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Thursday, June 23rd, 2005

Marvelous Things

Tyler, Texas’ Eisley make me feel old. If I were, say, 10 years younger, I’m sure I’d be a moony-eyed fanboy for any one of the three DuPree sisters, with their big sad eyes, sweet vocals and just-the-right-side-of-emo pop songs. They’re like the indie rock Corrs or something… But as it is, I will say they’re every bit as talented as they are adorable, and hope that keeps me out of dirty old man territory.

I really didn’t know what sort of a turn-out to expect for their first headlining show here (a fact Sherri repeated many times) – the band has gotten approximately zero press up here, I don’t think the album has gotten a domestic release and even though you’d expect their fanbase to number largely teenage girls, they were playing a 19+ venue on a Wednesday night. A recipe for disaster? They’ve actually been through town trice before opening much larger shows (Coldplay, Snow Patrol and New Found Glory) but I don’t know how much of a local fanbase of their own those shows would have translated into. In their tour diary, the band says they would have been ecstatic if 200-250 people (half capacity) showed up. As it turned out, they were about bang on. Not only was the crowd a respectable size, they seemed to be genuine hardcore fans, requesting older non-album material and cheering when they got them.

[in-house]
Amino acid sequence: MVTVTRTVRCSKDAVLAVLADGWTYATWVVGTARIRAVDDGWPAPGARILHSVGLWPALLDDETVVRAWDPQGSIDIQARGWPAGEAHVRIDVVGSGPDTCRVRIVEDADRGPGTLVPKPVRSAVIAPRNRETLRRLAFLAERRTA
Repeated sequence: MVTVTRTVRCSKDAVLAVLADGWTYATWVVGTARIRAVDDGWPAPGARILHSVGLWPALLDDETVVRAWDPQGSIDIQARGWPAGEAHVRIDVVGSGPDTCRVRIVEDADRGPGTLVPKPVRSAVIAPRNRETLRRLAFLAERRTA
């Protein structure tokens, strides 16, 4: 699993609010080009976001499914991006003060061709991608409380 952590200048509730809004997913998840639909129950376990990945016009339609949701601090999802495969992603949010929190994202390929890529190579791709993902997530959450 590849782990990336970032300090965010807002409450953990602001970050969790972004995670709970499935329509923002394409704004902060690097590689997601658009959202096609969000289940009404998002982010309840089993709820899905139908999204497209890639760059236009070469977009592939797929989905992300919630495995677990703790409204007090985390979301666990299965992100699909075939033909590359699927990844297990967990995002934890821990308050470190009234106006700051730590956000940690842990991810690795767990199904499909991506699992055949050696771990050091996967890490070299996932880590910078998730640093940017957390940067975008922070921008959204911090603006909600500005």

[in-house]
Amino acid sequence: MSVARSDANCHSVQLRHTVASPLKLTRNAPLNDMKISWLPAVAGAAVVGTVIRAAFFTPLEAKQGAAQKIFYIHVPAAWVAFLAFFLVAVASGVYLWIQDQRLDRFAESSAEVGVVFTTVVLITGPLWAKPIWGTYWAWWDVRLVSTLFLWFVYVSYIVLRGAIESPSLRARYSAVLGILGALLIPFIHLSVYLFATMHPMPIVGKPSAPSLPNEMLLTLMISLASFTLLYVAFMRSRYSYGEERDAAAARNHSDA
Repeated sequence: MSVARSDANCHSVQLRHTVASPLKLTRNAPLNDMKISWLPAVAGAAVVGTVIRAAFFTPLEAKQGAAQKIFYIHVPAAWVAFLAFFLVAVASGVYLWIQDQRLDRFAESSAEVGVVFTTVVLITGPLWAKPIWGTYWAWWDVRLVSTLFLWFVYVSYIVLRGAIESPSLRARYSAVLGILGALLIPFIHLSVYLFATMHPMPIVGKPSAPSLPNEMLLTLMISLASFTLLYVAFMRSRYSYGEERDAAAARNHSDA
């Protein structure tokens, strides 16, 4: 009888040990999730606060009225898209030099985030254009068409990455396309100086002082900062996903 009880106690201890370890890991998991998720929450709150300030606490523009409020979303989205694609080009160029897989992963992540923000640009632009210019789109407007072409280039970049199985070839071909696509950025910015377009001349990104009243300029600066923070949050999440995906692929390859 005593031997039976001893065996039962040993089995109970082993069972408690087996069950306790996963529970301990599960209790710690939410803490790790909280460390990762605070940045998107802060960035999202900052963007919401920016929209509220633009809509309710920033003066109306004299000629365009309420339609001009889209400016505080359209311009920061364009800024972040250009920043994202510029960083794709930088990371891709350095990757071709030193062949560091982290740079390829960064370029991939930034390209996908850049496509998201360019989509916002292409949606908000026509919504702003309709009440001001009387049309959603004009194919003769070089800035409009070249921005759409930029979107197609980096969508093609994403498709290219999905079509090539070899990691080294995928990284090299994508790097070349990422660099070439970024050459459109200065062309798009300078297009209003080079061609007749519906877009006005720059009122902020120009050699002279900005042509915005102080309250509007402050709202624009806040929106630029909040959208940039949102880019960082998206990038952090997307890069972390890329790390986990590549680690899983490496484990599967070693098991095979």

Me, I only really knew the stuff from Room Noises. It had taken me a little time to chisel through the glossy production on Room Noises, but after that I was quite pleased about how much depth there was in the music. This was far more sophisticated than you might expect from so young a band. If I had one complaint, however, it was that it was a little too mid-tempo and measured. So it was gratifying to find that live, they were a good deal louder and willing to colour outside the lines a bit. While Sheri and Stacy’s vocals and harmonies were still impeccable, the instrumentation had an energy that was sorely lacking from the album versions and really gave everything some extra punch. They also had more energy onstage than I’d been led to believe (except for Stacy, who didn’t get up from her Rhodes). They weren’t, like, KISS or anything, but they seemed pretty comfortable and into it up there.

Last night’s show reinforced my opinion that this band is capable of doing some great things. My fear is that Reprise would rather see them churn out safer, less ambitious soundtrack-ready material rather than realize their full creative potential and won’t encourage them to wander farther afield. I hope I’m wrong, but my lack of faith in the major label A&R is a matter of public record. But one thing that the majors are apparently good for is guitars and merch. They were travelling with some seriously nice equipment and the merch area at Lee’s Palace was practically turned into a little Eisley boutique with a full range of t-shirts, posters and gewgaws. No copies of the independent EPs, of course. I know I should have grabbed those in Austin…